Grace and Forgiveness
Thanks to my friend Evan Garner for reminding me how important it is to read a Gospel passage in context with the surrounding verses, in order not to lose or distort the real purpose of the passage. The Gospel recommended in the Common Lectionary for this past Sunday was Matthew 18:15-20 in which Jesus tells his followers how to deal with a person who sins against them.
Jesus said, “If another member of the church sins against you, go and point out the fault when the two of you are alone. If the member listens to you, you have regained that one. But if you are not listened to, take one or two others along with you, so that every word may be confirmed by the evidence of two or three witnesses. If the member refuses to listen to them, tell it to the church; and if the offender refuses to listen even to the church, let such a one be to you as a Gentile and a tax collector.”
Think about the implications of bringing your offender before the entire church. The mechanics are good, but the act could be awkward, to say the least. If we look at the passages before and after, however, we begin to see a larger story. We see a story not just about “how to confront a sinner,” but, one about how to give as well as receive forgiveness.
In Matthew 18:10-14 we read Jesus’ parable about the lost sheep, in which God searches out the one lost sheep and rejoices in heaven when it is found.
‘What do you think? If a shepherd has a hundred sheep, and one of them has gone astray, does he not leave the ninety-nine on the mountains and go in search of the one that went astray? And if he finds it, truly I tell you, he rejoices over it more than over the ninety-nine that never went astray. So it is not the will of your Father in heaven that one of these little ones should be lost.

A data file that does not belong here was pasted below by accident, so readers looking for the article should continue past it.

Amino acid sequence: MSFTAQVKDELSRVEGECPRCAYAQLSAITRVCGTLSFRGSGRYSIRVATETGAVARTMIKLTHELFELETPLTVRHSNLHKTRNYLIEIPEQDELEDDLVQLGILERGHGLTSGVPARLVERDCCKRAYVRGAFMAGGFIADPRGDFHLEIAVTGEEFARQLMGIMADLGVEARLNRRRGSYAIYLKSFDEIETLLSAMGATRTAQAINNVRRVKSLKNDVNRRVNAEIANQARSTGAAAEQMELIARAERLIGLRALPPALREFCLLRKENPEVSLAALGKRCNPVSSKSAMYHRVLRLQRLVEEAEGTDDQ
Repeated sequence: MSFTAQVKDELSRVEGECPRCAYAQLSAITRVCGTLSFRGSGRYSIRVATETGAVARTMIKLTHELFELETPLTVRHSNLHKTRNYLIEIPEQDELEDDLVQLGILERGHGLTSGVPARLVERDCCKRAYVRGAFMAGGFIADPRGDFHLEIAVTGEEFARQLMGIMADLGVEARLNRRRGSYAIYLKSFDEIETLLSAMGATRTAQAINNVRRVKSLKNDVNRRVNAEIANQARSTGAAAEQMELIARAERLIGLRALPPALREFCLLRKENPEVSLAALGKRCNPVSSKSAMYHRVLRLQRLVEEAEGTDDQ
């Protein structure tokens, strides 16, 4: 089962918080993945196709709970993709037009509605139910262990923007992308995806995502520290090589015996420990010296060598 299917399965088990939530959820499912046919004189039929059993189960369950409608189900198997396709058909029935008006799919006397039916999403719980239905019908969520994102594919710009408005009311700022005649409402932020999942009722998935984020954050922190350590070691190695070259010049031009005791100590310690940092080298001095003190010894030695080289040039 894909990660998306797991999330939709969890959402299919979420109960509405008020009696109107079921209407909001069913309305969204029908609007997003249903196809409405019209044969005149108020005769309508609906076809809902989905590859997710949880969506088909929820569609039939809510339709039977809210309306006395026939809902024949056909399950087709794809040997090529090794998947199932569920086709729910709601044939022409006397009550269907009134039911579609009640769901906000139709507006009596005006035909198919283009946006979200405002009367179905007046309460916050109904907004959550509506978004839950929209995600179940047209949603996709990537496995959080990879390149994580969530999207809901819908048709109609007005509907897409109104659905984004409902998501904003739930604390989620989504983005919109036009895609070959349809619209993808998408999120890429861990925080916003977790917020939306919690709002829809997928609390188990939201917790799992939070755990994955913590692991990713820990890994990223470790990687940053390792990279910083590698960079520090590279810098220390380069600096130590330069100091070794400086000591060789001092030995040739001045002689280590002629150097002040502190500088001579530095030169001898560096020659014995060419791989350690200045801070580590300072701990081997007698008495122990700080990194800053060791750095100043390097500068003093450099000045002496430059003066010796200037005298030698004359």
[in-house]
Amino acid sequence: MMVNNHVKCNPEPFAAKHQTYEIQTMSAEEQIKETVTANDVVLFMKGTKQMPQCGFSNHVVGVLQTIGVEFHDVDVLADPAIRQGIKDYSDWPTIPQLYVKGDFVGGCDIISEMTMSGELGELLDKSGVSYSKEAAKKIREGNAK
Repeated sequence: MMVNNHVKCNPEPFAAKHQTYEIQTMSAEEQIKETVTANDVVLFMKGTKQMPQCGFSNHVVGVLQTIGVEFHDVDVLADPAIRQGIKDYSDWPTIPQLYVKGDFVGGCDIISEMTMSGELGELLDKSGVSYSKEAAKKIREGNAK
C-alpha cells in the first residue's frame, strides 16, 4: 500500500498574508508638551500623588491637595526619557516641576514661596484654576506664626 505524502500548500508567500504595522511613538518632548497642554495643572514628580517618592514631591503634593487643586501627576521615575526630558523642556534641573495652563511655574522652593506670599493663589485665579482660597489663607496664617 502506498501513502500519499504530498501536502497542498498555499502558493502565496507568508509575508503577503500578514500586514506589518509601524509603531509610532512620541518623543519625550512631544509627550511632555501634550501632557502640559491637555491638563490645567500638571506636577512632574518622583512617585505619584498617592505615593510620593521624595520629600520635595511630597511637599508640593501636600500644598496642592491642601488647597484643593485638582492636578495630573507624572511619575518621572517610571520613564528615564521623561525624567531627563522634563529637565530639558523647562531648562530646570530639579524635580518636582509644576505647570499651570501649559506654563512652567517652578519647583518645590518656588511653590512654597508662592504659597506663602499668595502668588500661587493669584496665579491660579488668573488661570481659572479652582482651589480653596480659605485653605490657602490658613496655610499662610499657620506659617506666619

“So the purpose of Jesus’ process of confrontation is not just about setting up an elaborate process for seeking reconciliation, or excommunicating the sinner but about showing the great lengths to which one must go for forgiveness.” (Evan Garner, A Long Way From Home) In fact, Matthew moves us quickly to a piece that pulls Jesus’ message together, ‘the question of forgiveness.’ Then Peter came and said to him, ‘Lord, if another member of the church sins against me, how often should I forgive? As many as seven times?’ Jesus said to him, ‘Not seven times, but, I tell you, seventy-seven times. (Matthew 18:21-22)
Jesus’ message is not about rooting out sin, but about showing forgiveness.
The Amish response to the killing of 10 young girls in 2006 brings Jesus’ message of forgiveness to our day in a very powerful way.
In the hours and days following the tragic Amish school shooting of 10 young schoolgirls in a one-room Amish school in October 2006 , an unexpected story developed.
In the midst of their grief over this shocking loss, the Amish community didn’t cast blame, they didn’t point fingers, they didn’t hold a press conference with attorneys at their sides. Instead, they reached out with grace and compassion toward the killer’s family.
The afternoon of the shooting an Amish grandfather of one of the girls who was killed expressed forgiveness toward the killer, Charles Roberts. That same day Amish neighbors visited the Roberts family to comfort them in their sorrow and pain.
Later that week the Roberts family was invited to the funeral of one of the Amish girls who had been killed. And Amish mourners outnumbered the non-Amish at Charles Roberts’ funeral.
It’s ironic that the killer was tormented for nine years by the pre-mature death of his young daughter. He never forgave God for her death. Yet, after he cold-bloodedly shot 10 innocent Amish school girls, the Amish almost immediately forgave him and showed compassion toward his family.
In a world at war and in a society that often points fingers and blames others, this reaction was unheard of.
Me: “How many times must I forgive one who sins against me?” Jesus, “As many as it takes.”